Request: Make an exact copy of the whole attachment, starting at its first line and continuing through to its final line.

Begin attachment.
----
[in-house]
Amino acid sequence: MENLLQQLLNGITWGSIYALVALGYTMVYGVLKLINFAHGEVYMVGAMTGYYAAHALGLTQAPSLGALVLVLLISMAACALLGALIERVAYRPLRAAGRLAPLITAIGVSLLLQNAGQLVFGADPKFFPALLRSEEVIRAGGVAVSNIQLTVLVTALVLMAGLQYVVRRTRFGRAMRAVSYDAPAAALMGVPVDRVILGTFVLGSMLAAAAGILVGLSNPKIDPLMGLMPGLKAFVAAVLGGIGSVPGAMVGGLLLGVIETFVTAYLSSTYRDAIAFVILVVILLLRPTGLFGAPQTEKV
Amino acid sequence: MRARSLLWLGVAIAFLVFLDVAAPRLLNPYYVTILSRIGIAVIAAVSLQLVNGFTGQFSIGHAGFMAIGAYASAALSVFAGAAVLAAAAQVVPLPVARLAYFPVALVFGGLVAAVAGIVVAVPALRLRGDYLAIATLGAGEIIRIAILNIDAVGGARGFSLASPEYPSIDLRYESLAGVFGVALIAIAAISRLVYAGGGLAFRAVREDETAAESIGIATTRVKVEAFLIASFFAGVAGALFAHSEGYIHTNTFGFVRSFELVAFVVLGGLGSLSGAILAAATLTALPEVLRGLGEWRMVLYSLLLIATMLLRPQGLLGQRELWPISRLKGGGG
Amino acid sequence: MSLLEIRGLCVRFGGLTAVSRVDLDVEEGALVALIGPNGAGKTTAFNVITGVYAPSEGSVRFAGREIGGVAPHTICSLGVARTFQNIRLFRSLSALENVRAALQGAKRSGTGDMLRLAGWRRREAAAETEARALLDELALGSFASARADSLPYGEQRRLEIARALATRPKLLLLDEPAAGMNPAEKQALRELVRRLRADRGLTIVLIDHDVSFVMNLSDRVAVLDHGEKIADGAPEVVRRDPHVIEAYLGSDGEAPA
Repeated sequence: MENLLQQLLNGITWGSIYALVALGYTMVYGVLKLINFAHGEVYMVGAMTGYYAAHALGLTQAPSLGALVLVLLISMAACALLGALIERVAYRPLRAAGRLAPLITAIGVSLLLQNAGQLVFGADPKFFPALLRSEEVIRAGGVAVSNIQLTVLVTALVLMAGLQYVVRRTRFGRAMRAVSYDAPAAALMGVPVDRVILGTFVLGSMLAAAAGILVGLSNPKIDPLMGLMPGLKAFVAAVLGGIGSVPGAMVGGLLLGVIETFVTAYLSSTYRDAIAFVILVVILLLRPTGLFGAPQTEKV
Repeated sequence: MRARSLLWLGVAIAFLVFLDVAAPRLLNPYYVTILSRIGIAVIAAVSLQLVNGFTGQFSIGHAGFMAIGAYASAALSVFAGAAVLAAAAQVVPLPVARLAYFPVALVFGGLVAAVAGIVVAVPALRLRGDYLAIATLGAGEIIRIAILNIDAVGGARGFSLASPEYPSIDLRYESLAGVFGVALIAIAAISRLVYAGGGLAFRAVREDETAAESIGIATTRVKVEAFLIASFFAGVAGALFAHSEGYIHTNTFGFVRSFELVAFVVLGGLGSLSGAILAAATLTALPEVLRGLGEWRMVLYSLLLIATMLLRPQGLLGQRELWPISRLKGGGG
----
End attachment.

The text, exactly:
[in-house]
Amino acid sequence: MENLLQQLLNGITWGSIYALVALGYTMVYGVLKLINFAHGEVYMVGAMTGYYAAHALGLTQAPSLGALVLVLLISMAACALLGALIERVAYRPLRAAGRLAPLITAIGVSLLLQNAGQLVFGADPKFFPALLRSEEVIRAGGVAVSNIQLTVLVTALVLMAGLQYVVRRTRFGRAMRAVSYDAPAAALMGVPVDRVILGTFVLGSMLAAAAGILVGLSNPKIDPLMGLMPGLKAFVAAVLGGIGSVPGAMVGGLLLGVIETFVTAYLSSTYRDAIAFVILVVILLLRPTGLFGAPQTEKV
Amino acid sequence: MRARSLLWLGVAIAFLVFLDVAAPRLLNPYYVTILSRIGIAVIAAVSLQLVNGFTGQFSIGHAGFMAIGAYASAALSVFAGAAVLAAAAQVVPLPVARLAYFPVALVFGGLVAAVAGIVVAVPALRLRGDYLAIATLGAGEIIRIAILNIDAVGGARGFSLASPEYPSIDLRYESLAGVFGVALIAIAAISRLVYAGGGLAFRAVREDETAAESIGIATTRVKVEAFLIASFFAGVAGALFAHSEGYIHTNTFGFVRSFELVAFVVLGGLGSLSGAILAAATLTALPEVLRGLGEWRMVLYSLLLIATMLLRPQGLLGQRELWPISRLKGGGG
Amino acid sequence: MSLLEIRGLCVRFGGLTAVSRVDLDVEEGALVALIGPNGAGKTTAFNVITGVYAPSEGSVRFAGREIGGVAPHTICSLGVARTFQNIRLFRSLSALENVRAALQGAKRSGTGDMLRLAGWRRREAAAETEARALLDELALGSFASARADSLPYGEQRRLEIARALATRPKLLLLDEPAAGMNPAEKQALRELVRRLRADRGLTIVLIDHDVSFVMNLSDRVAVLDHGEKIADGAPEVVRRDPHVIEAYLGSDGEAPA
Repeated sequence: MENLLQQLLNGITWGSIYALVALGYTMVYGVLKLINFAHGEVYMVGAMTGYYAAHALGLTQAPSLGALVLVLLISMAACALLGALIERVAYRPLRAAGRLAPLITAIGVSLLLQNAGQLVFGADPKFFPALLRSEEVIRAGGVAVSNIQLTVLVTALVLMAGLQYVVRRTRFGRAMRAVSYDAPAAALMGVPVDRVILGTFVLGSMLAAAAGILVGLSNPKIDPLMGLMPGLKAFVAAVLGGIGSVPGAMVGGLLLGVIETFVTAYLSSTYRDAIAFVILVVILLLRPTGLFGAPQTEKV
Repeated sequence: MRARSLLWLGVAIAFLVFLDVAAPRLLNPYYVTILSRIGIAVIAAVSLQLVNGFTGQFSIGHAGFMAIGAYASAALSVFAGAAVLAAAAQVVPLPVARLAYFPVALVFGGLVAAVAGIVVAVPALRLRGDYLAIATLGAGEIIRIAILNIDAVGGARGFSLASPEYPSIDLRYESLAGVFGVALIAIAAISRLVYAGGGLAFRAVREDETAAESIGIATTRVKVEAFLIASFFAGVAGALFAHSEGYIHTNTFGFVRSFELVAFVVLGGLGSLSGAILAAATLTALPEVLRGLGEWRMVLYSLLLIATMLLRPQGLLGQRELWPISRLKGGGG